It’s often said in the radio world that for a station to succeed it has to excel at the three Ms: mornings, music and marketing.
Two Boise stations that had lower-than-hoped numbers in the spring ratings book (free registration required) are working to make big changes in a couple of those areas to try and get the ratings mojo back.
The first is KCIX/Mix 106. The hot adult contemporary stalwart has seen some rough patches in its core demo and amongst total listeners of late. In the latter category, the station came in 11th – which puts it last amongst the FM stations in its cluster (behind KAWO, KSAS and KXLT, all of which also primarily target female listeners). While the demo picture is somewhat better, Mix has seen better days. One bright spot for the station tends to be mornings, helmed by Mike Kasper and Kate McGwire. The station recently dropped afternoon talent Matt Steele and filled his afternoon shift with a DJ who records his segments from a sister station in Fresno, CA.
But Mix made another major change to its programming: it has added segments from Mike & Kate across the broadcast day. Now, in addition to the traditional 5:30-10am morning timeslot, the pair are heard during middays. They announce contests, pitch to songs and more. The segments are original but likely on tape. In the evening and across the weekend listeners are treated to extended “best of” bits featuring Kasper & McGwire. The drops are usually several minutes long and include material from the weekday live version of the show.
The effect is a bit confusing at fist. The first few times you hear the segments you wonder if it is a mistake, but clearly it is not. The thought behind this might be “let’s take what is working and get the most bang for our buck.” It’s possible this will work, but is it a substitute for live, original programming? Time will tell.
The other station making big changes is KWYD/Wild 101. The Impact Radio-owned urban contemporary station picked up a new program director earlier this year and has gone about changing just about everything.
The station also had a difficult book, losing steam in both the demo and amongst total listeners. Wild burst onto the scene several years ago notching big ratings and lots of buzz in the demo. Under the direction of operations manager Mikey Fuentes, Wild saw big ratings and outstripped rival KSAS/103.3 Kiss FM and eventually helped hasten the demise of KZMG/93.1 Hit Music Now (which is now running a sports format as KTIK/93.1 The Ticket. A history of pop music stations in Boise live here).
Of late, KSAS has seen its ratings rise to the top of the heap while Wild has slumped. Part of this might be a side effect of KZMG’s transition to sports last year, as those listeners who frequented the pop hits on 93.1 may have been more inclined to gravitate toward the somewhat poppier mix on KSAS than the more urban-oriented music on KWYD.
Wild seems confident in morning man Rick Moorten. But it has gone about changing nearly everything else. The music mix has been tweaked significantly. While the station is certainly still urban-oriented, it has softened its music mix. Unless you’ve been sleeping under a rock you’ve heard Carly Rae Jepsen’s “Call Me Maybe” – dubbed by many as the song of the summer. But what might surprise you to hear is how many times the song has appeared on Wild 101: 470 times this year according to monitoring by Mediabase. It peaked in July when it ran on the station roughly every four hours. That pales in comparison to Kiss FM which played it almost every 90 minutes in July, but still significant for a song that has a very pop sound.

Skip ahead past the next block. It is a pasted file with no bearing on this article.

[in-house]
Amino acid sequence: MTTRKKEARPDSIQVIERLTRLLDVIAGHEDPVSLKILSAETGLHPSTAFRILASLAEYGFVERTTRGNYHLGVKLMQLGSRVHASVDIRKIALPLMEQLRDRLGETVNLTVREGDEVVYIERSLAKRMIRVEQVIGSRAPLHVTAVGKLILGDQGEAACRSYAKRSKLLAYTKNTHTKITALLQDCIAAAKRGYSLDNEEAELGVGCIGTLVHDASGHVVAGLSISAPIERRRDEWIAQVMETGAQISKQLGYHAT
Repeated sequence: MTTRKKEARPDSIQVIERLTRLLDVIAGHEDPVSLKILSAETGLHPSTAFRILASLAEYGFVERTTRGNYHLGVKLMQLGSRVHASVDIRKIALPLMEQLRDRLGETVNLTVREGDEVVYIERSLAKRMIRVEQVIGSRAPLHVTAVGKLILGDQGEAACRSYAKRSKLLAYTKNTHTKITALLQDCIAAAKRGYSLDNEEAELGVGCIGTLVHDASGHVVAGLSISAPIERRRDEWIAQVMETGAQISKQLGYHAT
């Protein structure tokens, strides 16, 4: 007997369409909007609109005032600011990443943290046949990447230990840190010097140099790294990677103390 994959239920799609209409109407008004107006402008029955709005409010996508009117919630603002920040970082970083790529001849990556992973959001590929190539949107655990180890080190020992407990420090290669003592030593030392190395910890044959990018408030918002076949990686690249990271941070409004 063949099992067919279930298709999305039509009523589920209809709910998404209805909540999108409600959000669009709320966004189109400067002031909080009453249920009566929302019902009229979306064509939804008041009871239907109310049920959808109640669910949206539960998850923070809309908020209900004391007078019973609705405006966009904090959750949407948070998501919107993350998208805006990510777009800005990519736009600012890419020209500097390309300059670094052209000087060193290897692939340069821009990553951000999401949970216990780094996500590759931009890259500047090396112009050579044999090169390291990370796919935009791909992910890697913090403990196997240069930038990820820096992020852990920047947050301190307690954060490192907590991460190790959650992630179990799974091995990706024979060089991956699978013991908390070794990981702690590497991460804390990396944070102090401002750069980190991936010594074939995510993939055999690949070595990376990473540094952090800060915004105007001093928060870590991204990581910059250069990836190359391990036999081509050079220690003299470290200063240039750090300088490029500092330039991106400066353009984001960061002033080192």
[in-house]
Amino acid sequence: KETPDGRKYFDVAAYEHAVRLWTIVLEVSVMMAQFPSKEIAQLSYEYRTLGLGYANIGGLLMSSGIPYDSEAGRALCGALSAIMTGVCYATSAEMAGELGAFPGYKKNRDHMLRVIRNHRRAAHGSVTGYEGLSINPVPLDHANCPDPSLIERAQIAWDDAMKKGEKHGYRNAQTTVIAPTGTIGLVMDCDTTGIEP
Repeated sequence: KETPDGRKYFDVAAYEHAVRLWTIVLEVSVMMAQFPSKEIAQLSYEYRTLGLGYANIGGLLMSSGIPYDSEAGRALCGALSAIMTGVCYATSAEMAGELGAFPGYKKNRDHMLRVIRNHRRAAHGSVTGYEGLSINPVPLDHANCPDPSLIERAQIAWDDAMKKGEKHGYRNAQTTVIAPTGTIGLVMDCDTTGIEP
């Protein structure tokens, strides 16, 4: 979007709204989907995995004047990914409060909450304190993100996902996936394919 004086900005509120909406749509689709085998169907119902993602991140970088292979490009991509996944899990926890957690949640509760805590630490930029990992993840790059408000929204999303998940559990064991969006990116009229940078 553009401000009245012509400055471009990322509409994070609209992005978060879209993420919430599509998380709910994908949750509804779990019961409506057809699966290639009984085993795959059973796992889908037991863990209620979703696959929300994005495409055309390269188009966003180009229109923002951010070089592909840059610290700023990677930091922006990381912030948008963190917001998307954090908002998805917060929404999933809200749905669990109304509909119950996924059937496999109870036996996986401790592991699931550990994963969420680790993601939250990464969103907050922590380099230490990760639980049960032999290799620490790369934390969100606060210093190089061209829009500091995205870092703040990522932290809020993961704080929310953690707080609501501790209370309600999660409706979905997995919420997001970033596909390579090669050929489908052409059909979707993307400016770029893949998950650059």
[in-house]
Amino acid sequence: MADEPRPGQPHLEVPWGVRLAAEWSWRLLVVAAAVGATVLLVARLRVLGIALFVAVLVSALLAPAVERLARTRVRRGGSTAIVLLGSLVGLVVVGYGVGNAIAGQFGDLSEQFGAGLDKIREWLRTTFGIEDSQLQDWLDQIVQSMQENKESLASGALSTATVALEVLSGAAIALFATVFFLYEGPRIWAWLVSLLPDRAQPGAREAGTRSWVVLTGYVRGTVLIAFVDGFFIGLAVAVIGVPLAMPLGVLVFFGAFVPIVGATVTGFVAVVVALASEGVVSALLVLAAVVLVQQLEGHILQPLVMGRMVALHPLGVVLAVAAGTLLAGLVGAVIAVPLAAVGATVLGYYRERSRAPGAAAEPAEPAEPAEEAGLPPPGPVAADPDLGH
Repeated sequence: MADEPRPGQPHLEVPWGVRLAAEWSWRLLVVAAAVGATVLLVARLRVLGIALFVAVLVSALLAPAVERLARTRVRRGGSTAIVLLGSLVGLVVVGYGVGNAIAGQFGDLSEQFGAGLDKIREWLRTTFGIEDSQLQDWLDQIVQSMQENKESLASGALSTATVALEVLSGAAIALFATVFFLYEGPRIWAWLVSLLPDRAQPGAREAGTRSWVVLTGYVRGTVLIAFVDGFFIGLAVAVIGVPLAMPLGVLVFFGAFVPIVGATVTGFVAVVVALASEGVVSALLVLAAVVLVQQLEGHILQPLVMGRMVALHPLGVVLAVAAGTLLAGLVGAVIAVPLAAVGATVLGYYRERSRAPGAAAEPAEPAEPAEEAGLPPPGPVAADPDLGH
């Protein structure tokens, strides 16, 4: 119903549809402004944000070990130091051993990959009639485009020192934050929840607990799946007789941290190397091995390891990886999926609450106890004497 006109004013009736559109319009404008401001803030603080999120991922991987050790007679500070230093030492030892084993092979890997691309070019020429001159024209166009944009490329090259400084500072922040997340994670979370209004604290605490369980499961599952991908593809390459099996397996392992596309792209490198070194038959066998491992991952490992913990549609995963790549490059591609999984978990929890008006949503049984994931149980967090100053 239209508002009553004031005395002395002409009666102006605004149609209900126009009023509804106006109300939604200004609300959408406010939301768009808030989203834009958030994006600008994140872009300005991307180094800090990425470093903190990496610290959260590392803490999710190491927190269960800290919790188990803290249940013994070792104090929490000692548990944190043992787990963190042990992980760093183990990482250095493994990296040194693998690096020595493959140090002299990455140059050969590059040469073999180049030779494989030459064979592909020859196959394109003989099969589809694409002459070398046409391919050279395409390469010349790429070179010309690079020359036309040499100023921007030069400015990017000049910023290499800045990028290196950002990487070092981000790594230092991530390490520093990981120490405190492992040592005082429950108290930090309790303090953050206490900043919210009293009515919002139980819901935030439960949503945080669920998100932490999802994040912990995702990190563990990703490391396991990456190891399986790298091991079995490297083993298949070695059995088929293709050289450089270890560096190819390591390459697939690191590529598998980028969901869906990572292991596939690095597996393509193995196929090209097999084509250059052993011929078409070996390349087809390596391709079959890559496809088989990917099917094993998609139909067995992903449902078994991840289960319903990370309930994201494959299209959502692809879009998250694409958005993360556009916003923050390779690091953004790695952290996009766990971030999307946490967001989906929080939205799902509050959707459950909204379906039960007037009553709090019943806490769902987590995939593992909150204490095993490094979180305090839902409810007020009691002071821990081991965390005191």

Wild also added a number of features to the format. It now starts each hour with a pair of songs it calls “old skool,” generally R&B or hip hop hits from the early 90s through mid-2000s. Songs like Baby Got Back from Sir Mixalot, Ride Wit Me by Nelly and Brass Monkey by the Beastie Boys now get dusted off and queued up at the top of every hour. It even added a program that consists of what it calls “baby making music” each Sunday night – primarily slower R&B hits of years past from artists like Keith Sweat.
Wild also revamped its imaging (the pre-recorded stuff you hear between songs featuring the station voice) to be more pointed in some instances. It will often play a quick sample of a song that may or may not be playing on KSAS while noting you don’t have to “sit through” that song to “get to” the next song on Wild’s playlist. Wild is also assailing its competition for “speeding up songs” and playing too many commercials. To that end, KWYD is playing “101 minute non-stop” music blocks throughout the day (not all the time mind you, advertisers are still getting plenty of commercial time). Without doing an in-depth analysis, this appears to be what’s known as playing with the clock. Essentially the station goes a long stretch without commercials, plays several minutes of spots, plays a few songs then another several minutes of commercials to make up for the “missed” commercial pod or pods in the 101 minute music block.
The bottom line for both Mix and Wild is simple: if the ratings go up, these were the right moves. If they go down or remain unchanged, they weren’t. WIth the fall ratings book under way, we’ll known soon enough.